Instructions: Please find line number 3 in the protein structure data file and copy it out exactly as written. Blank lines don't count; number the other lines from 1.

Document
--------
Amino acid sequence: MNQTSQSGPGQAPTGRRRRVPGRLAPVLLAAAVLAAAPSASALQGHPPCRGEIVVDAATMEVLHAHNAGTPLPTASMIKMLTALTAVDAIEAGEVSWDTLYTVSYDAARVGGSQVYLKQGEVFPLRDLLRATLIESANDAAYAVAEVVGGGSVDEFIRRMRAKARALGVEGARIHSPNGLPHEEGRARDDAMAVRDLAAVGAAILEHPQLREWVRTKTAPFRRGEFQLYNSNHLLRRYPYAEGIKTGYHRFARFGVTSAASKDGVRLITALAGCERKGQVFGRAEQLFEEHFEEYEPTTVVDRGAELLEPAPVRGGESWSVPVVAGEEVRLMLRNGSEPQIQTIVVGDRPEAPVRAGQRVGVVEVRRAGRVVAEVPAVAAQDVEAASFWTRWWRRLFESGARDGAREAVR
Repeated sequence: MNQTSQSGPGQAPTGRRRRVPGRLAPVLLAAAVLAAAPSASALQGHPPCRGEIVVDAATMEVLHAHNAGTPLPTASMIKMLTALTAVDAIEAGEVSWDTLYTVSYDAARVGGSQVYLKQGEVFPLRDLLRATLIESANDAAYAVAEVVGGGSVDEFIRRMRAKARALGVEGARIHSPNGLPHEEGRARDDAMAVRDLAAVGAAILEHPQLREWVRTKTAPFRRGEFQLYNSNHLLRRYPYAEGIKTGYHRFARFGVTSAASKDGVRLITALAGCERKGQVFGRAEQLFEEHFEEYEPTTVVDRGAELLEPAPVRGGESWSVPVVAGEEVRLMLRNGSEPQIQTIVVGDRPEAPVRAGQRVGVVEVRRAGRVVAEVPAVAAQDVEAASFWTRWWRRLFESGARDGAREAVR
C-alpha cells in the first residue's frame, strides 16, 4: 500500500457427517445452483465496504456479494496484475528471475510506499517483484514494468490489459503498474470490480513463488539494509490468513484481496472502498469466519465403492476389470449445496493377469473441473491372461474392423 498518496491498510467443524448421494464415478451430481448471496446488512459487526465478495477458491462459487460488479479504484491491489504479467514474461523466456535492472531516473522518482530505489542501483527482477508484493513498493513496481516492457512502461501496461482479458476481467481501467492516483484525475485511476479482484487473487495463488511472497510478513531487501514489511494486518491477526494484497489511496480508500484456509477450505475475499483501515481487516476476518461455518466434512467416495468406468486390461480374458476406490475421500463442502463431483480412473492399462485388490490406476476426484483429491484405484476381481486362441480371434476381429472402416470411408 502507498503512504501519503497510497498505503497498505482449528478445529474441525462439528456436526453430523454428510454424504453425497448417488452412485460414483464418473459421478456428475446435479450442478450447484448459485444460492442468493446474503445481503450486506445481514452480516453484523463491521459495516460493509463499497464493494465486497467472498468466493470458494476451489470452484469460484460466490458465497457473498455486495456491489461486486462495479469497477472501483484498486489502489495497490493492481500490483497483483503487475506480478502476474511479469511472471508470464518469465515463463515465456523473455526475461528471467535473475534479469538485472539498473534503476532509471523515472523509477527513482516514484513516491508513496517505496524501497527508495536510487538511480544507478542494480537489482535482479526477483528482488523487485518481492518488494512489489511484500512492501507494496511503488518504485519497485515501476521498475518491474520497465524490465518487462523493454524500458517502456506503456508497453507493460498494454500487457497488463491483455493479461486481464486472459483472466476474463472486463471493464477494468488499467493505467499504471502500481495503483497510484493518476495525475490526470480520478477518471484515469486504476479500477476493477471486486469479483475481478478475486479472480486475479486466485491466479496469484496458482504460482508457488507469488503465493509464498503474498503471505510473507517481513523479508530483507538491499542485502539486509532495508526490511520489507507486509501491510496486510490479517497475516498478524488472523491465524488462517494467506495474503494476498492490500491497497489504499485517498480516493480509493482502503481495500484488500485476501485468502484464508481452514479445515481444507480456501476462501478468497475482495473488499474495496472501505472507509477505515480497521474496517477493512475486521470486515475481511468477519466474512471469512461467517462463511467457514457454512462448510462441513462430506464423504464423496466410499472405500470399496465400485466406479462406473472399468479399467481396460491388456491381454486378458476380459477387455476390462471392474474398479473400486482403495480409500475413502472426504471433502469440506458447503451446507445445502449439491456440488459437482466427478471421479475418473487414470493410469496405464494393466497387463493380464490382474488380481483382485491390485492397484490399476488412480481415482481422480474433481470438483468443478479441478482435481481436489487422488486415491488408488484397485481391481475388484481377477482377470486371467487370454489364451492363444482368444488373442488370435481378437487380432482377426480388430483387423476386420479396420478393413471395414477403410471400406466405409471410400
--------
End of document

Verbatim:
C-alpha cells in the first residue's frame, strides 16, 4: 500500500457427517445452483465496504456479494496484475528471475510506499517483484514494468490489459503498474470490480513463488539494509490468513484481496472502498469466519465403492476389470449445496493377469473441473491372461474392423 498518496491498510467443524448421494464415478451430481448471496446488512459487526465478495477458491462459487460488479479504484491491489504479467514474461523466456535492472531516473522518482530505489542501483527482477508484493513498493513496481516492457512502461501496461482479458476481467481501467492516483484525475485511476479482484487473487495463488511472497510478513531487501514489511494486518491477526494484497489511496480508500484456509477450505475475499483501515481487516476476518461455518466434512467416495468406468486390461480374458476406490475421500463442502463431483480412473492399462485388490490406476476426484483429491484405484476381481486362441480371434476381429472402416470411408 502507498503512504501519503497510497498505503497498505482449528478445529474441525462439528456436526453430523454428510454424504453425497448417488452412485460414483464418473459421478456428475446435479450442478450447484448459485444460492442468493446474503445481503450486506445481514452480516453484523463491521459495516460493509463499497464493494465486497467472498468466493470458494476451489470452484469460484460466490458465497457473498455486495456491489461486486462495479469497477472501483484498486489502489495497490493492481500490483497483483503487475506480478502476474511479469511472471508470464518469465515463463515465456523473455526475461528471467535473475534479469538485472539498473534503476532509471523515472523509477527513482516514484513516491508513496517505496524501497527508495536510487538511480544507478542494480537489482535482479526477483528482488523487485518481492518488494512489489511484500512492501507494496511503488518504485519497485515501476521498475518491474520497465524490465518487462523493454524500458517502456506503456508497453507493460498494454500487457497488463491483455493479461486481464486472459483472466476474463472486463471493464477494468488499467493505467499504471502500481495503483497510484493518476495525475490526470480520478477518471484515469486504476479500477476493477471486486469479483475481478478475486479472480486475479486466485491466479496469484496458482504460482508457488507469488503465493509464498503474498503471505510473507517481513523479508530483507538491499542485502539486509532495508526490511520489507507486509501491510496486510490479517497475516498478524488472523491465524488462517494467506495474503494476498492490500491497497489504499485517498480516493480509493482502503481495500484488500485476501485468502484464508481452514479445515481444507480456501476462501478468497475482495473488499474495496472501505472507509477505515480497521474496517477493512475486521470486515475481511468477519466474512471469512461467517462463511467457514457454512462448510462441513462430506464423504464423496466410499472405500470399496465400485466406479462406473472399468479399467481396460491388456491381454486378458476380459477387455476390462471392474474398479473400486482403495480409500475413502472426504471433502469440506458447503451446507445445502449439491456440488459437482466427478471421479475418473487414470493410469496405464494393466497387463493380464490382474488380481483382485491390485492397484490399476488412480481415482481422480474433481470438483468443478479441478482435481481436489487422488486415491488408488484397485481391481475388484481377477482377470486371467487370454489364451492363444482368444488373442488370435481378437487380432482377426480388430483387423476386420479396420478393413471395414477403410471400406466405409471410400